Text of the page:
Winged Words on Chantrey's Woodcocks

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James Patrick Muirhead
J. Murray, 1857 - 120 pages
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Page xxiii - twas my joy With store of springes o'er my shoulder hung To range the open heights where woodcocks run Among the smooth green turf. Through half the night, Scudding away from snare to snare, I plied That anxious visitation; — moon and stars Were shining o'er my head.
Page 112 - Corinna, vale', colle sub Elysio nigra nemus ilice frondet 50 udaque perpetuo gramine terra viret. si qua fides dubiis, volucrum locus ille piarum dicitur...
Page xxiv - SI che mi tinse 1' una e 1' altra guancia, E poi la medicina mi riporse. Così od' io che soleva la lancia D' Achille, e del suo padre, esser cagione Prima di trista e poi di buona mancia.
Page 56 - ... wrath) fell headlong from the fields of air, Yet a rich guerdon waits on minds that dare, If aught be in them of immortal seed And reason govern that audacious flight Which heavenward they direct. — Then droop not thou, Erroneously renewing a sad vow In the low dell 'mid Roslin's faded grove : A cheerful life is what the Muses love, A soaring spirit is their prime delight.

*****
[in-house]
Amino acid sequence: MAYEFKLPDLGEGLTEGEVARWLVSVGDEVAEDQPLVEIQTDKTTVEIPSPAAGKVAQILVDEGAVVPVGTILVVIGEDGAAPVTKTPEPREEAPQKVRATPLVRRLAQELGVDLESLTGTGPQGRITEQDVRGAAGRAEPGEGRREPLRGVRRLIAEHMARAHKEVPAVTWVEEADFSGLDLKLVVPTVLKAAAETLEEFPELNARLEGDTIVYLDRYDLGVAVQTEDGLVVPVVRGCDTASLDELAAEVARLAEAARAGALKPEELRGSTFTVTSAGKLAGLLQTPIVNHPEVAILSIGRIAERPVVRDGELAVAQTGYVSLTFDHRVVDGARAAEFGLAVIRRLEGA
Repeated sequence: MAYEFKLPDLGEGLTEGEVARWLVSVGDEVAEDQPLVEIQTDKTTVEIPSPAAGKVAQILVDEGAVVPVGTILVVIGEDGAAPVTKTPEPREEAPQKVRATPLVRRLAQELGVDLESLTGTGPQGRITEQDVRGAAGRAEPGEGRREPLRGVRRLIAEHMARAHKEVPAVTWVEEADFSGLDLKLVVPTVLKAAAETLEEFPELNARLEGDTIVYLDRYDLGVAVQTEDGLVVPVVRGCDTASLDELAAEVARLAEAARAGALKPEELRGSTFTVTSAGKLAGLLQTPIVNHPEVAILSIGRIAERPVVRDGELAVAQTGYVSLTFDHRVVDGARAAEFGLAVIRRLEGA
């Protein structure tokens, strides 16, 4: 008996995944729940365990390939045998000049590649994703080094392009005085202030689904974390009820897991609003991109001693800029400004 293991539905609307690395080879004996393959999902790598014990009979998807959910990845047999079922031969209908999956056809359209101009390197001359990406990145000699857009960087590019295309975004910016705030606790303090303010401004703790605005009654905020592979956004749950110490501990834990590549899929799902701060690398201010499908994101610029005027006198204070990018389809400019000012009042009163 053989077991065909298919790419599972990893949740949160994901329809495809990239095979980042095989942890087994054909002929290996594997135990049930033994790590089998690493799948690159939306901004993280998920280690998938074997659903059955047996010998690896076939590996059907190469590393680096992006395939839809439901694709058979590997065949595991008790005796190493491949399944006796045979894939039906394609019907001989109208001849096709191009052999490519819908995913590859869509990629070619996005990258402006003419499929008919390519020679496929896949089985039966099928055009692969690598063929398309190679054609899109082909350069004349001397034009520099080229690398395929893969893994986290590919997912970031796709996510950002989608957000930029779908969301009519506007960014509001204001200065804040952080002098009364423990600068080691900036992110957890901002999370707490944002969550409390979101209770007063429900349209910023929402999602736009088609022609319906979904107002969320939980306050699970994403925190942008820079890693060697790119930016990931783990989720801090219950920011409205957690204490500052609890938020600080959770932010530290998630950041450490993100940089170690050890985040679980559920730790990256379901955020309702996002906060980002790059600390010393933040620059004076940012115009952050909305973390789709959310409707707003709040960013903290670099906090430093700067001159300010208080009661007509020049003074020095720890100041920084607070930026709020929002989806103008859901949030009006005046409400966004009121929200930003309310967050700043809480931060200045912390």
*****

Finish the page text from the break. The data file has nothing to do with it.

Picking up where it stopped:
Page xxiii - Became my prey ; and when the deed was done I heard among the solitary hills Low breathings coming after me, and sounds Of undistinguisliable motion, steps Almost as silent as the turf they trod.
Page xxix - A sege of herons, and of bitterns; an herd of swans, of cranes, and of curlews; a dopping of sheldrakes; 3 a spring of teels; a covert of cootes; a gaggle of geese; a badelynge of ducks ; a sord or sute of mallards ; a muster of peacocks; a nye of pheasants; a bevy of quails; a covey of partridges; a congregation of plovers: a flight of doves; a dule of...
Page 10 - And features yet that spoke a soul more fair. Mute, gazing, agonizing as he knelt, — Of them that stood encircling his despair, He heard some friendly words ; — but knew not what they were.
Page xxvii - Chantrey was placed in the gravel-pit that you will remember just under the Hall. I was standing next to him, but hid from him by the bank formed by the pit. Knowing how keen a sportsman he was, I was amazed at seeing him running up to me without his gun, just at the moment when the hares were passing us in all directions ; but when I saw him waving his Peruvian hat over his head, and distinguished his joyous countenance, I knew that all was right.
Page xxix - ... of turtles ; a walk of snipes ; a fall of woodcocks ; a brood of hens ; a building of rooks ; a murmuration of starlings ; an exaltation of larks ; a flight of swallows ; a host of sparrows ; a watch of nightingales ; and a charm of goldfinches.
Page 63 - Shall Chantrey be called a destroyer or not? He slaughters indeed his two birds at one shot : But pitying his victims, with gen'rous endeavour, To make more than amends, by his chisel so clever, He revives them to live on in marble for ever.

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